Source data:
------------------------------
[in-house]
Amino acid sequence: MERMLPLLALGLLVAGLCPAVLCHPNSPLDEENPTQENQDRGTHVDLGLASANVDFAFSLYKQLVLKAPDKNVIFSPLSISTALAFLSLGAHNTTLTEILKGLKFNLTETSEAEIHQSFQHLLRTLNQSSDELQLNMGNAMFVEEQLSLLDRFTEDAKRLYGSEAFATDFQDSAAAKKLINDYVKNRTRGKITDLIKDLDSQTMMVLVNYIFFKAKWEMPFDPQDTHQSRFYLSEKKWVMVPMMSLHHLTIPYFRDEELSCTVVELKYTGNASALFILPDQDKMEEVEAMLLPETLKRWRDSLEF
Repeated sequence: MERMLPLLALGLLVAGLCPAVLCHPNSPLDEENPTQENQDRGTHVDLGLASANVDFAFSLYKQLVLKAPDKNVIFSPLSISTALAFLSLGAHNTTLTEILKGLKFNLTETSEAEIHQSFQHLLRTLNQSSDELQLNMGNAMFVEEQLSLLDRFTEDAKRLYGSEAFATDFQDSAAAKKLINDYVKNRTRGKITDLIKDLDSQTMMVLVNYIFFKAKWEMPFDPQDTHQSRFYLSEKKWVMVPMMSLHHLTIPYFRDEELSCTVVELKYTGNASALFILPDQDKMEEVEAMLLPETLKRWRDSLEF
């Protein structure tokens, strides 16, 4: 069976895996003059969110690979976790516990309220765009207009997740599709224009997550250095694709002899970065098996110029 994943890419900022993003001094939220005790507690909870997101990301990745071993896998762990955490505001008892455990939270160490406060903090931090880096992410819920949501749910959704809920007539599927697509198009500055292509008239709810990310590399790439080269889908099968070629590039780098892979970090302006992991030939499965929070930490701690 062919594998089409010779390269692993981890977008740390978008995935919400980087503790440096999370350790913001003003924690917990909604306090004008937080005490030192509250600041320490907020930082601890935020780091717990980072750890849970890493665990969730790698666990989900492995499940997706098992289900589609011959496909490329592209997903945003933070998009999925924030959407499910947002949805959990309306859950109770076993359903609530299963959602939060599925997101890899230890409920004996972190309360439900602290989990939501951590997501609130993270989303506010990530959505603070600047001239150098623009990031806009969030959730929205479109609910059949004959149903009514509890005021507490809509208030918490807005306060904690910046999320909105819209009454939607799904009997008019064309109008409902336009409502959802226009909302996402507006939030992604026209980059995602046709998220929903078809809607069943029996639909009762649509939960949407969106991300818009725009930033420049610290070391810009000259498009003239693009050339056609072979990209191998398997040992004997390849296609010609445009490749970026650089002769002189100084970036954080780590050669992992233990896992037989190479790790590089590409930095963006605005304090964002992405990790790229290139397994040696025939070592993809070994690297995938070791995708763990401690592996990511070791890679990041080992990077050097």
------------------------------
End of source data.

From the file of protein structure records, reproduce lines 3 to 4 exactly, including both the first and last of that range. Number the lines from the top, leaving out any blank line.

Repeated sequence: MERMLPLLALGLLVAGLCPAVLCHPNSPLDEENPTQENQDRGTHVDLGLASANVDFAFSLYKQLVLKAPDKNVIFSPLSISTALAFLSLGAHNTTLTEILKGLKFNLTETSEAEIHQSFQHLLRTLNQSSDELQLNMGNAMFVEEQLSLLDRFTEDAKRLYGSEAFATDFQDSAAAKKLINDYVKNRTRGKITDLIKDLDSQTMMVLVNYIFFKAKWEMPFDPQDTHQSRFYLSEKKWVMVPMMSLHHLTIPYFRDEELSCTVVELKYTGNASALFILPDQDKMEEVEAMLLPETLKRWRDSLEF
């Protein structure tokens, strides 16, 4: 069976895996003059969110690979976790516990309220765009207009997740599709224009997550250095694709002899970065098996110029 994943890419900022993003001094939220005790507690909870997101990301990745071993896998762990955490505001008892455990939270160490406060903090931090880096992410819920949501749910959704809920007539599927697509198009500055292509008239709810990310590399790439080269889908099968070629590039780098892979970090302006992991030939499965929070930490701690 062919594998089409010779390269692993981890977008740390978008995935919400980087503790440096999370350790913001003003924690917990909604306090004008937080005490030192509250600041320490907020930082601890935020780091717990980072750890849970890493665990969730790698666990989900492995499940997706098992289900589609011959496909490329592209997903945003933070998009999925924030959407499910947002949805959990309306859950109770076993359903609530299963959602939060599925997101890899230890409920004996972190309360439900602290989990939501951590997501609130993270989303506010990530959505603070600047001239150098623009990031806009969030959730929205479109609910059949004959149903009514509890005021507490809509208030918490807005306060904690910046999320909105819209009454939607799904009997008019064309109008409902336009409502959802226009909302996402507006939030992604026209980059995602046709998220929903078809809607069943029996639909009762649509939960949407969106991300818009725009930033420049610290070391810009000259498009003239693009050339056609072979990209191998398997040992004997390849296609010609445009490749970026650089002769002189100084970036954080780590050669992992233990896992037989190479790790590089590409930095963006605005304090964002992405990790790229290139397994040696025939070592993809070994690297995938070791995708763990401690592996990511070791890679990041080992990077050097």